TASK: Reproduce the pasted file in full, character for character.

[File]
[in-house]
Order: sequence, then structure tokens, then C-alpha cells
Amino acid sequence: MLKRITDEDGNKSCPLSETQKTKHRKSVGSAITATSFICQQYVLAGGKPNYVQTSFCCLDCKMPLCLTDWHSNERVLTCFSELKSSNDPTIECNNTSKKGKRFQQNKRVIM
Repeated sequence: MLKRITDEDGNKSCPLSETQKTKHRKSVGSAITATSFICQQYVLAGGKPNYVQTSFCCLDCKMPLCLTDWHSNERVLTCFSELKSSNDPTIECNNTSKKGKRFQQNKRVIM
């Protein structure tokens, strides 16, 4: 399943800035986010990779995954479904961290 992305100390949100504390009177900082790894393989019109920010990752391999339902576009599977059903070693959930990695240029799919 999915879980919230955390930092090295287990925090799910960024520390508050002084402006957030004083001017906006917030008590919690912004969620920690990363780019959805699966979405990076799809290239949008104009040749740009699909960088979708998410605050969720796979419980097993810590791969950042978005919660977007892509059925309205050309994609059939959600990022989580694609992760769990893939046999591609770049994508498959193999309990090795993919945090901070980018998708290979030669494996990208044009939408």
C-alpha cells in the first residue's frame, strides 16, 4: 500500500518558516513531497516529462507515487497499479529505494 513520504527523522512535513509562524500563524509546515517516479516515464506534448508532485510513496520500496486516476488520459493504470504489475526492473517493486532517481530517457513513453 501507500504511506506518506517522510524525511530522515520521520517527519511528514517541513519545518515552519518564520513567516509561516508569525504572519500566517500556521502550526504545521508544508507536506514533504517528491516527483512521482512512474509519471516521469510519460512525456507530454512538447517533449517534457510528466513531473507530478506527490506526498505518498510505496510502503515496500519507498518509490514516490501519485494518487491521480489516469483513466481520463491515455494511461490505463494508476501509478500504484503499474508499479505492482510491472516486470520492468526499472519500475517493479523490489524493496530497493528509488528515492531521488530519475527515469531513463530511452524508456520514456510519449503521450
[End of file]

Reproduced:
[in-house]
Order: sequence, then structure tokens, then C-alpha cells
Amino acid sequence: MLKRITDEDGNKSCPLSETQKTKHRKSVGSAITATSFICQQYVLAGGKPNYVQTSFCCLDCKMPLCLTDWHSNERVLTCFSELKSSNDPTIECNNTSKKGKRFQQNKRVIM
Repeated sequence: MLKRITDEDGNKSCPLSETQKTKHRKSVGSAITATSFICQQYVLAGGKPNYVQTSFCCLDCKMPLCLTDWHSNERVLTCFSELKSSNDPTIECNNTSKKGKRFQQNKRVIM
């Protein structure tokens, strides 16, 4: 399943800035986010990779995954479904961290 992305100390949100504390009177900082790894393989019109920010990752391999339902576009599977059903070693959930990695240029799919 999915879980919230955390930092090295287990925090799910960024520390508050002084402006957030004083001017906006917030008590919690912004969620920690990363780019959805699966979405990076799809290239949008104009040749740009699909960088979708998410605050969720796979419980097993810590791969950042978005919660977007892509059925309205050309994609059939959600990022989580694609992760769990893939046999591609770049994508498959193999309990090795993919945090901070980018998708290979030669494996990208044009939408």
C-alpha cells in the first residue's frame, strides 16, 4: 500500500518558516513531497516529462507515487497499479529505494 513520504527523522512535513509562524500563524509546515517516479516515464506534448508532485510513496520500496486516476488520459493504470504489475526492473517493486532517481530517457513513453 501507500504511506506518506517522510524525511530522515520521520517527519511528514517541513519545518515552519518564520513567516509561516508569525504572519500566517500556521502550526504545521508544508507536506514533504517528491516527483512521482512512474509519471516521469510519460512525456507530454512538447517533449517534457510528466513531473507530478506527490506526498505518498510505496510502503515496500519507498518509490514516490501519485494518487491521480489516469483513466481520463491515455494511461490505463494508476501509478500504484503499474508499479505492482510491472516486470520492468526499472519500475517493479523490489524493496530497493528509488528515492531521488530519475527515469531513463530511452524508456520514456510519449503521450